Within these sections were four attitudinal subscales which measured satisfaction with worker characteristics, satisfaction with the availability of workers, overall satisfaction with personal care services, and willingness to assume more responsibility for one's care. To explain the cash option, interviewers read a scenario about a woman, Mrs. Green, who needed personal care services. The scenario described several different ways she could use her cash benefits. In addition, subsequent survey items informed respondents about various cash option features and support services. Background variables included a measure of functional status based on five activities of daily living (ADL's), an assessment of overall physical health, number of informal caregivers, and experience interviewing, training, hiring, or supervising workers.
Telephone interviews with New York Medicaid personal care recipients took place between April and June 1997. On average, interviews lasted 40 minutes. If consumers felt unable to answer survey items themselves, they provided the interviewer with the name and phone number of a surrogate responder. A series of questions were then asked of the surrogates to determine the type of decisions they helped consumers make (i.e., financial, medical, living arrangements, and medical).
Four hundred and ninety-three surveys were completed in New York, yielding a 23 percent response rate (493 completed surveys out of 2,181 eligible names). Of the almost 4,200 names and phone numbers New York provided, 600 were used in the pilot test, over 1,200 were unusable numbers (i.e., wrong locale, answering machine, busy line, etc.), and almost 1,800 refused to participate. The primary reasons individuals gave for refusing to participate were:
* language barrier (33%: other than English, consumers were most likely to speak Spanish or Russian),
* no interest in completing any survey (16%), and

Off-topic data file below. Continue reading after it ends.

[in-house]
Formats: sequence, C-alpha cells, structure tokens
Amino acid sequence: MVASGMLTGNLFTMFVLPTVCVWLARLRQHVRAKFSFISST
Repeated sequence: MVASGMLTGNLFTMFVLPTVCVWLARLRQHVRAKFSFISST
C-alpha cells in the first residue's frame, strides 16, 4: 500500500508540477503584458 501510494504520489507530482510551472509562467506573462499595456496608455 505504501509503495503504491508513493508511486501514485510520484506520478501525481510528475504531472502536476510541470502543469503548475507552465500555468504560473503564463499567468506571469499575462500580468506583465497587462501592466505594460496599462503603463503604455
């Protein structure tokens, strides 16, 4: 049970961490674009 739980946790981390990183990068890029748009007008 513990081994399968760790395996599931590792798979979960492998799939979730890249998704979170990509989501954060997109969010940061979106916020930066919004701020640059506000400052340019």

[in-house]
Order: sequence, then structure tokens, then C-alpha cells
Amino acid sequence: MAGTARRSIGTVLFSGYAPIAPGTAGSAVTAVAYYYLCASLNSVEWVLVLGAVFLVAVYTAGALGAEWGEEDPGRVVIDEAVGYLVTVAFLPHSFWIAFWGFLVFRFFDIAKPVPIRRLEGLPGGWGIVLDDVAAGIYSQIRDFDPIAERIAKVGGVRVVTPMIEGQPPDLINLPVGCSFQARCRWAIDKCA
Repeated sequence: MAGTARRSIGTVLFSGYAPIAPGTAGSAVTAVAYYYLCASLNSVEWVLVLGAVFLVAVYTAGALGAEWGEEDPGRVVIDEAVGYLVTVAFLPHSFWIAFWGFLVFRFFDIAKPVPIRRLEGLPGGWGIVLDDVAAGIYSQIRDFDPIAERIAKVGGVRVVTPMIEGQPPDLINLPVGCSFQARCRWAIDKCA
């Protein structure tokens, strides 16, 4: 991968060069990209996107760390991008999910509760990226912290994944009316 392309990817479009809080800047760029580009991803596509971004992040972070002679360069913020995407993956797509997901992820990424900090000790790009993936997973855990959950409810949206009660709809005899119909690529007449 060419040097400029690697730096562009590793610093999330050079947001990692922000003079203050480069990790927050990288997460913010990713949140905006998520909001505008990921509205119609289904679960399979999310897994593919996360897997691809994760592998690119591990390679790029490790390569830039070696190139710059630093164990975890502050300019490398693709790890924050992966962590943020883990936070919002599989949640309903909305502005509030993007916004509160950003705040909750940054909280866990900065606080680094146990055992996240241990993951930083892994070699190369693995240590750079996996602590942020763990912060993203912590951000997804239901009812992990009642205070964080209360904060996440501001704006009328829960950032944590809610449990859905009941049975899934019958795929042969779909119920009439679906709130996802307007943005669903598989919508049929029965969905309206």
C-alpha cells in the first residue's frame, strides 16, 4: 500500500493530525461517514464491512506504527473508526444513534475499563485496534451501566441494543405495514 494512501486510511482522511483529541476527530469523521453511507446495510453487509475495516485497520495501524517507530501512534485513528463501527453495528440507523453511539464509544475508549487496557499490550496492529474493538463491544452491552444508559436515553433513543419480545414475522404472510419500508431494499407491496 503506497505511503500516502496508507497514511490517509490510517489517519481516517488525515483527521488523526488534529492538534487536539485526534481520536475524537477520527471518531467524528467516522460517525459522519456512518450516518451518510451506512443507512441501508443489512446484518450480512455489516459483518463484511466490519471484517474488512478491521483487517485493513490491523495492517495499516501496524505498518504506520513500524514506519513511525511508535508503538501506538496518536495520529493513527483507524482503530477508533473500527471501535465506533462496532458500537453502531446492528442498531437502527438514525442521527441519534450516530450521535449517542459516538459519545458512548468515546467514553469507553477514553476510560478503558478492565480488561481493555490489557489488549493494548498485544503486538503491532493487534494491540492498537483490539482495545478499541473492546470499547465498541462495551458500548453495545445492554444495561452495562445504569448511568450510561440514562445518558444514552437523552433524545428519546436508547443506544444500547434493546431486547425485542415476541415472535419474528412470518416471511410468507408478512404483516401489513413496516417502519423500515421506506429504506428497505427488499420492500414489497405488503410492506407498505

* feeling too sick, disabled, or old (15%).
Because of the large number of non-English speaking respondents, we calculated a second response rate where these individuals were excluded, resulting in a 32 percent response rate.
To determine whether respondents were similar to those who refused to participate, we compared a sample of these two groups on two items, age and dollars spent on services per year. There were no differences between responders and refusers in the amount spent on services; both groups averaged about $15,500 per year in Medicaid personal care expenditures. However, on average, participants were younger than refusers, 69 years of age compared to 74 years.
The majority of consumers were female (77%), had a high school education (39%) or less (35%), were 65 years of age or older (63%), lived alone (61%), and did not have experience hiring, firing, or interviewing workers (71%) or supervising or training workers (60%). Forty-six percent were widowed and 23 percent were single. Forty-seven percent were Caucasian, 31 percent were African American and 12 percent identified themselves as Hispanic. Seventy percent of consumers rated their overall health status as "fair" or "poor," while 28 percent rated it "good," "very good," or "excellent." A measure of functional status was obtained, based on the five ADL's (bathing, dressing, toileting, transferring, and eating). Individuals scoring between 0 and 1.5 were considered to be mildly disabled (52%), those scoring between 2 and 3.5 were considered moderately disabled (24%), and those scoring between 4 and 5 were considered severely disabled (24%).
Examination of the surrogate sample (n=105) revealed they were younger than consumers (82% were less than 65 years of age) and had higher levels of education (60% reported at least some college). Fifty percent were currently married and 60 percent reported they lived with a spouse or children. The majority of surrogates were relatives of consumers (83%) and female (65%). The racial/ethnic background of surrogates was similar to that of consumers.
Interest in the Cash Option